So while I’m not advocating for people to stop all medication and drop their rheumatologists (that can be very dangerous), I am advocating for people with chronic pain to hold onto hope and never give up. What I want is for everyone to know there’s always another option, even if it doesn’t seem clear at first. Don’t be afraid to try something new. And never, ever put yourself down because a treatment doesn’t work for you. 

Super inspirational sunset

Wednesday, 15 June 2016

Grant This Weary Heart Rest

     A month ago, I remember putting my hand over my heart; I could feel it racing, pounding, and skipping beats. It was worn and tired, and so was I. The weeks leading up to that moment were brutal. For six weeks, I was lucky to get four hours of sleep most nights, and all my waking hours were spent stressed and working intensely for finals. Most days, I didn’t really talk to anyone and I skipped meals to accommodate more working hours. Ultimately, I was running myself into the ground. And I didn’t care.

     But then came that moment, when I realized my heart was struggling from the stress. A long night in the emergency room made me stop working for the first time since March, and forced me to be still and reflect on my actions. I stared at the monitor that showed a heart that was trying so hard to slow down, and I thought about how cruel I’ve been to it.

     It’s been an extremely hard year. I would love to sugar coat that statement, but I owe it to my aching heart to be truthful. Since June of last year, I’ve encountered so many challenges that truly took their toll on me physically, mentally and emotionally. I’m very tempted to say it was the worst year of my life. And instead of dealing with it, I pushed myself to work to the brink of exhaustion; overachieving at school was the only outlet this restless soul had.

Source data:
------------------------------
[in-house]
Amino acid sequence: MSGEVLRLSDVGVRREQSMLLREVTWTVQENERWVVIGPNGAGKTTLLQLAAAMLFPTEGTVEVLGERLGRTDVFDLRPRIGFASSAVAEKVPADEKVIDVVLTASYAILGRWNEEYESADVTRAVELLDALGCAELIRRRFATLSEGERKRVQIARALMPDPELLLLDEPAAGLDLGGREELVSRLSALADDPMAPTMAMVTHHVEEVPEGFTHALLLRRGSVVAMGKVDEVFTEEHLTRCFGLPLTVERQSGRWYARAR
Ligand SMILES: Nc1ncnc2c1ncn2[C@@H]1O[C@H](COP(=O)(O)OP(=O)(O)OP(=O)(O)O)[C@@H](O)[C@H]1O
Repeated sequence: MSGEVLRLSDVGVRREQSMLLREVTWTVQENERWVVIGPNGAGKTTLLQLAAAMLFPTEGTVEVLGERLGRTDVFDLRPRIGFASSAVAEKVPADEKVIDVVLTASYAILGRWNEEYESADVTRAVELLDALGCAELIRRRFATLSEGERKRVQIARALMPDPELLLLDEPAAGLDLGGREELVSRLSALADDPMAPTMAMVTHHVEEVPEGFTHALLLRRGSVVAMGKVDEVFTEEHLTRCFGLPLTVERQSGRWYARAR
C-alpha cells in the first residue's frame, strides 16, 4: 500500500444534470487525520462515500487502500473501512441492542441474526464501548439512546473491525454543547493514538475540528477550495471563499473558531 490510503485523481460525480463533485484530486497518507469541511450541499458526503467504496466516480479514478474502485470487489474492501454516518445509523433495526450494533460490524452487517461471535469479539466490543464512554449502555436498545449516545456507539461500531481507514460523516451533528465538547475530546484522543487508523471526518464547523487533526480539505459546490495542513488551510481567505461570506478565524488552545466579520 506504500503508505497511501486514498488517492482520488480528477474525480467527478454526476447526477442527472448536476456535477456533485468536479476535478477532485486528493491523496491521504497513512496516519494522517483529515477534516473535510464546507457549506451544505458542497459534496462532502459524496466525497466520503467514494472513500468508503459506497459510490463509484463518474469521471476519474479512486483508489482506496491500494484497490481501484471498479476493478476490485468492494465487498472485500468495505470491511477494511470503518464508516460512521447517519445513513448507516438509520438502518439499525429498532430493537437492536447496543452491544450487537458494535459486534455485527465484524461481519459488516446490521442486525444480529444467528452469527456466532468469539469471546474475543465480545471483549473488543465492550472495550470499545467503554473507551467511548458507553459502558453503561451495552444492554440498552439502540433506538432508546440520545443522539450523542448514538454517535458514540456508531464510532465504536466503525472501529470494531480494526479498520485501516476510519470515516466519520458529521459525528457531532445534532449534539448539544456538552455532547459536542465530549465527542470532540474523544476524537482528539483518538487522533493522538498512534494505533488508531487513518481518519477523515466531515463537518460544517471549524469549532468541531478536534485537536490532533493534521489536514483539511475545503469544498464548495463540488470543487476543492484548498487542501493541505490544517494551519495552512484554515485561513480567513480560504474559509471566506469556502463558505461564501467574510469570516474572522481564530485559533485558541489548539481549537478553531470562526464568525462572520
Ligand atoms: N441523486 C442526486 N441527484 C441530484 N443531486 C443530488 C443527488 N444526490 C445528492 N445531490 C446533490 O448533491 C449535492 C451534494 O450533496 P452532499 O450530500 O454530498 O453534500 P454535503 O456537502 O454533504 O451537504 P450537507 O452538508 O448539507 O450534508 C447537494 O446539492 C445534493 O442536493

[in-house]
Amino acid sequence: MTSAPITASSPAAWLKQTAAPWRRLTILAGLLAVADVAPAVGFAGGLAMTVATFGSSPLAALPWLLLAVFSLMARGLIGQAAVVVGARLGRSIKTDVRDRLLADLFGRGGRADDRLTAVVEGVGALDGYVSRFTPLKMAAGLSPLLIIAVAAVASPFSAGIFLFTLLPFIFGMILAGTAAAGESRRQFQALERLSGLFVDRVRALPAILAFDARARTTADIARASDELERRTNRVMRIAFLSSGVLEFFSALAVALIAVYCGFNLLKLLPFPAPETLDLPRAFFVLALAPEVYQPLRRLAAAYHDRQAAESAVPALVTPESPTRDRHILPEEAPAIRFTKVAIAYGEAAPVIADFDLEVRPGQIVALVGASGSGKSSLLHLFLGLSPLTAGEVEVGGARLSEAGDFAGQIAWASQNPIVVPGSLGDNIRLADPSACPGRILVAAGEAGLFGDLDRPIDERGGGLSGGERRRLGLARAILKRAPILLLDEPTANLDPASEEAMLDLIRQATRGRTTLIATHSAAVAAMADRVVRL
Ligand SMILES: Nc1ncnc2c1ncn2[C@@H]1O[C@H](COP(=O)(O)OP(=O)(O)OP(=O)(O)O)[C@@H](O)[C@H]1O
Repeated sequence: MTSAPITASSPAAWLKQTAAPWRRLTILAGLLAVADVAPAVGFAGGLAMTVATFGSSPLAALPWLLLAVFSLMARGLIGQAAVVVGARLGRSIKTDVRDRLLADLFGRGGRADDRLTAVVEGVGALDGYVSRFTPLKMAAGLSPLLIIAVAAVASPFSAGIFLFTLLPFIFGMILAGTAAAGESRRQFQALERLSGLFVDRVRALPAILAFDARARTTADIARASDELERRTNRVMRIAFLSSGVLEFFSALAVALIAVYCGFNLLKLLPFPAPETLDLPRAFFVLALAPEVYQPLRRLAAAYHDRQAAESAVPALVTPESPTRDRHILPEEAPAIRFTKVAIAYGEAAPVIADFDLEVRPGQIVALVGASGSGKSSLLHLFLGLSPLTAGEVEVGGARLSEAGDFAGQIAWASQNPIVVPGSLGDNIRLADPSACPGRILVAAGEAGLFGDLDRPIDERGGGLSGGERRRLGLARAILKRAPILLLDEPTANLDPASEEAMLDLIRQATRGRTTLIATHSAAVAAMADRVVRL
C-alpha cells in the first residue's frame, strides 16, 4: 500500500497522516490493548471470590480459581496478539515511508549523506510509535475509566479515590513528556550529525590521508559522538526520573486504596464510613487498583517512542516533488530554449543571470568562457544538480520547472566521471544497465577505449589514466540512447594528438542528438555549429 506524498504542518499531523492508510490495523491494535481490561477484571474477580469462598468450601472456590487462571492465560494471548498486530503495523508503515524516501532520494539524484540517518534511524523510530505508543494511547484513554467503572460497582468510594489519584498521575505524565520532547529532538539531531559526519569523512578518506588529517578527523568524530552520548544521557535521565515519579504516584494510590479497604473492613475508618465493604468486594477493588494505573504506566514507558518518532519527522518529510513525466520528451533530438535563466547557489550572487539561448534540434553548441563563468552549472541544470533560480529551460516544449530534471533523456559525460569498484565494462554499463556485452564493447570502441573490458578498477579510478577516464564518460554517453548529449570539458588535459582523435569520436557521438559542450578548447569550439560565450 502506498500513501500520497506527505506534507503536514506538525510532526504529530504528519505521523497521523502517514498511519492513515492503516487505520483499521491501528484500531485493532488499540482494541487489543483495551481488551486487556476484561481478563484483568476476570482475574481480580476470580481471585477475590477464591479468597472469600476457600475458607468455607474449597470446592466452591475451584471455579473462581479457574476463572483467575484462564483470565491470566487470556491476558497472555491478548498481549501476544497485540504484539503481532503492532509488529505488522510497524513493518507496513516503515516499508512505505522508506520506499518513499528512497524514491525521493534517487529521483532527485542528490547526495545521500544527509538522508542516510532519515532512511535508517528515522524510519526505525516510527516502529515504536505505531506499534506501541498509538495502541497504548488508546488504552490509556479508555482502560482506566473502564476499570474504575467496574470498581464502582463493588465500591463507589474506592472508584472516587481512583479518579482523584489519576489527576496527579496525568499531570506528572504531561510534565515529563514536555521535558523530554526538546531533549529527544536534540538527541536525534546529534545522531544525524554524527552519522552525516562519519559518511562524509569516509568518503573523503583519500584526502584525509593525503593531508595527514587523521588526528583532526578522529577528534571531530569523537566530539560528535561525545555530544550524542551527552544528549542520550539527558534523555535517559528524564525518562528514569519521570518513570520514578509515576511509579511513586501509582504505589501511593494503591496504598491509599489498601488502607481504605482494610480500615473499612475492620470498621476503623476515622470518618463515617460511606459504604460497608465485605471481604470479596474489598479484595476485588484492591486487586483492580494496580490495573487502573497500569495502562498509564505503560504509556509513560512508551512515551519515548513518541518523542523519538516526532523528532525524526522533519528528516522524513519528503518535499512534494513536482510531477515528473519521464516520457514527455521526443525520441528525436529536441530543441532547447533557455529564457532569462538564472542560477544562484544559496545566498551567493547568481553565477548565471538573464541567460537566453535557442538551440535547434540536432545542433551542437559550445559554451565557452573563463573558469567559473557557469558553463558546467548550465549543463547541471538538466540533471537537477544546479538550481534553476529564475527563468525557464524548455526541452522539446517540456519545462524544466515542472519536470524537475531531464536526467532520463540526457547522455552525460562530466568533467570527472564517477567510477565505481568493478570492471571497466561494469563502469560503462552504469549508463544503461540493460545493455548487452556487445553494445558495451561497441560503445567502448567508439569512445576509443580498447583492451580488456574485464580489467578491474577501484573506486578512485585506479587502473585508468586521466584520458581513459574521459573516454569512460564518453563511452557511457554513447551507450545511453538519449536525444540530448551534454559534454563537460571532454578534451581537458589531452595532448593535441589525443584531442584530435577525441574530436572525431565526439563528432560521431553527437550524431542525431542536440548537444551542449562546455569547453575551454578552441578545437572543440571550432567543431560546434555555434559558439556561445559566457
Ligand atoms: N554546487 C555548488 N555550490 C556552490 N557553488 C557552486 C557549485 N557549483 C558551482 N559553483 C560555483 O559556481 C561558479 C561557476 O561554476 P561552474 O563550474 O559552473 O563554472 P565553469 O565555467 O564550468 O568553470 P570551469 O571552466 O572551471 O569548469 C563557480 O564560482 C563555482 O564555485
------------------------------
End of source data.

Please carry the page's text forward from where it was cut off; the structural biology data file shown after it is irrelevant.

During the year, I frequently whispered a desperate prayer: “Lord, grant this weary heart rest.” Yet, I refused rest when it came my way. Because I knew that to rest meant to heal, and I didn’t feel ready yet. It was so much easier to ignore dealing with the scars that made my heart ache and race with fright. But I realized there was no escape when my heart quite literally told me how tired and weary I was, and that it was time to have rest. It was time to start feeling better.

     Today, I put my hand over my heart; what I felt was a gentle and steady rhythm. Four weeks is a very long time ago: Since then, I’ve been at home and been so lovingly cared for by my parents. For the first time in months, I can rest privately, and I’ve benefited from the restorative powers of sleep. I’ve gotten to enjoy the warm weather and let the sun kiss my face. Every so often, my best friend comes and takes me out to my favorite places. I don’t venture out too often at the moment though, because I’ve found such comfort in the refuge of the peaceful quiet of my home. Just last night, I picked up some colored pencils to draw for fun for the first time in a year.